The most common woods for a Louis XV style furniture are oak, walnut, and beech. They are polished, natural, lacquered or painted with soft colors (white, pink, blue, lilac, light green) sometimes with several tones and fillets. Amaranth and violet wood, solid or veneered mahogany, plum, and ash for the less beautiful furniture are also often found. Carved and gilded wood is still very fashionable. Marquetry and veneer are still applied a lot, the panels are framed with colored wood bands and nets, geometric patterns are often reproduced. The marquetry uses woods of different colors and forms real decorative compositions: vases of flowers, scenes, characters, garlands, bouquets...
Absence of symmetry. It is a rich decoration inspired by the Regency style (chinoiseries) and the rocaille. The main motifs: the shell, asymmetrical, the acanthus leaf, intertwined foliage, birds, bouquets, fruits, all the attributes of love. The "rocaille" motifs are often extravagant, tormented, asymmetrical, inspired especially by certain shells. The chinoiseries: mandarins, magots, peach trees, landscapes, statues with characters; the cartouches: winged shells with two intertwined quivers, garlands of flowers; the head of a woman framed with "rocaille" and flowers; many flowers: falls, rolled flowers, small flowers replacing the Louis XIV shell on the seats. The bronzes and the coppers are very employed for the locks, the ends of the feet, the angles, the edges; the reasons are the same ones as those of the carved wood. The mouldings are light, cut and curved. The marbles are grey, red, pink, green, orange or blue.
Detail of a Louis XV style desk in oak and gilded bronzes
The legs of all furniture, tables and seats are made of two superimposed and opposed sections forming an S. They are graceful and light, usually finished with a wooden or metal shoe or a small vertical foot.
Detail of the base of a Louis XV style chest of drawers
Louis XV style desk in marquetry of precious wood decorated with flowers
Furniture and art objects typical of the Louis XV style
Flat desks are rectangular with rounded corners. Brought back to their first use, they must leave room for study. The Louis XV style desks are large, with a marquetry top, a doe foot base, bronze ornaments on the corners, on the locks, on the edges of the drawers and on the feet. They generally have three drawers: a straight one in the center, and two others on the sides that follow the shape of the belt. The desks are often made of oak and veneered with rosewood. There are also cylinder desks (appeared around 1750), desks with back of donkey of the Capuchin desks, and the secretaries of lady.
Decoration of a Louis XV style mirror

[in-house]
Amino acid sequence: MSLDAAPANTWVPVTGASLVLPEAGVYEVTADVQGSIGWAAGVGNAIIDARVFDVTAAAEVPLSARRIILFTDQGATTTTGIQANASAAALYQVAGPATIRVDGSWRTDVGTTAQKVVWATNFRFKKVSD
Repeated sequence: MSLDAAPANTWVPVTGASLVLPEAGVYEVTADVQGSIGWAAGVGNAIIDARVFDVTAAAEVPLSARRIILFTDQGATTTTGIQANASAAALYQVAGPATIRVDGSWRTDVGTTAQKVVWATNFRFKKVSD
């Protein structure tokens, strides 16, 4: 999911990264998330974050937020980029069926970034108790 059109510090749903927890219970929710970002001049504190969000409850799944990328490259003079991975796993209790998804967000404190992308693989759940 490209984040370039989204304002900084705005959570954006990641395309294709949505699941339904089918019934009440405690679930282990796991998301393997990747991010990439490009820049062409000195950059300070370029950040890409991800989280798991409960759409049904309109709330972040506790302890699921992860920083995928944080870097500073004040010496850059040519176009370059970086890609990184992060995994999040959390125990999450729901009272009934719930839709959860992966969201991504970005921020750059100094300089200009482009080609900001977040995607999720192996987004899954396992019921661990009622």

The mirror is made of mercury, the gilded wooden frame is slender and elegant, it often adopts curves and ornaments that recall nature (leaves, flowers, ivy...). The mirror is an ideal object to create an asymmetry in the ornaments.
Detail of a Louis XV style chandelier
The chandeliers are imposing, they are used to light large rooms, they are full of ornaments and decorations inspired by nature. Often made of gilded bronze, it is also covered with glass and crystal beads and transparent decorations.
Louis XV style sofa in gilded wood and red velvet
Chairs and armchairs
The chairs, like the armchairs, often made of beech or walnut, are painted in light colors or gilded. The seat is trapezoidal, the backrest is violoné and scalloped at the top and bottom, the legs are in the form of a doe foot supported on a small wooden dice, and are sometimes decorated with rocaille motifs, and often caned. The armrests are upholstered with cuffs and rest on recessed consoles slightly upholstered. They do not extend the feet. As for the mirrors, the ornaments are made with lightness and asymmetry, to recall the shapes of natural objects.
Louis XV style chest of drawers
The chests of drawers
The Louis XV style chests of drawers are made of mahogany, walnut or rosewood, inlaid, varnished or lacquered, covered with marble with curved edges. They are decorated with gilded and chiseled bronzes. The two most frequent forms are the following:
- The chest of drawers with high and arched legs, with two drawers on top of each other, fine and elegant;
- The chest of drawers with low and squat legs, with several drawers, much more massive.
- The chests of drawers are called: tomb, Regency (very bulging, with three drawers), religious (small and narrow) or console.
The famous cabinetmakers of the Louis XV period
The first stamps were those of the cabinetmakers David Roentgen; Georges Jacob; Gonthière; Jean-François Leleu; Louis Dufour; J. Avisse; Cresson; Louis Delanois; Bernard; Boudin; Dubois; Delorme (lacquered furniture, marquetry), Dumoulin (lacquered chests of drawers in the Rocaille style), Cressent; Gaudreau Joseph; Lacroix; Migeon; J.F. Oeben; Peridies. The signature of the master cabinetmaker is preceded by J.M.E (initials of the words "juré maître ébéniste").
The signature is generally placed under the marble for the chests of drawers and secretaries, the seats are signed on the back or inside the frame.
Stamp of Georges Jacob (1739 - 1814)